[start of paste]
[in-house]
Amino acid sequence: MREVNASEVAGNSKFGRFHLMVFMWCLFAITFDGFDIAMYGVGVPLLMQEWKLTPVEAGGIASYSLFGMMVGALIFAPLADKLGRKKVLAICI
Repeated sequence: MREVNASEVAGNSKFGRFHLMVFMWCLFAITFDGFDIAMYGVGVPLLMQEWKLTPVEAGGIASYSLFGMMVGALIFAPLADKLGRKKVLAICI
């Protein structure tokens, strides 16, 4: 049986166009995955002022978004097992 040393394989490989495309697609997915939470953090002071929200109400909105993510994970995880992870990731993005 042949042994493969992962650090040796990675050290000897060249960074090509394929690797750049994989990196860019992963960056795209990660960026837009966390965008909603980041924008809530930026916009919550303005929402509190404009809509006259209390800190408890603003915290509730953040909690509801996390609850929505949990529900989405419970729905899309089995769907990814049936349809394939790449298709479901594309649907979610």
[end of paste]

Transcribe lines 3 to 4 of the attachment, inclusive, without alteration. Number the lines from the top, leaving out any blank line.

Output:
Repeated sequence: MREVNASEVAGNSKFGRFHLMVFMWCLFAITFDGFDIAMYGVGVPLLMQEWKLTPVEAGGIASYSLFGMMVGALIFAPLADKLGRKKVLAICI
């Protein structure tokens, strides 16, 4: 049986166009995955002022978004097992 040393394989490989495309697609997915939470953090002071929200109400909105993510994970995880992870990731993005 042949042994493969992962650090040796990675050290000897060249960074090509394929690797750049994989990196860019992963960056795209990660960026837009966390965008909603980041924008809530930026916009919550303005929402509190404009809509006259209390800190408890603003915290509730953040909690509801996390609850929505949990529900989405419970729905899309089995769907990814049936349809394939790449298709479901594309649907979610």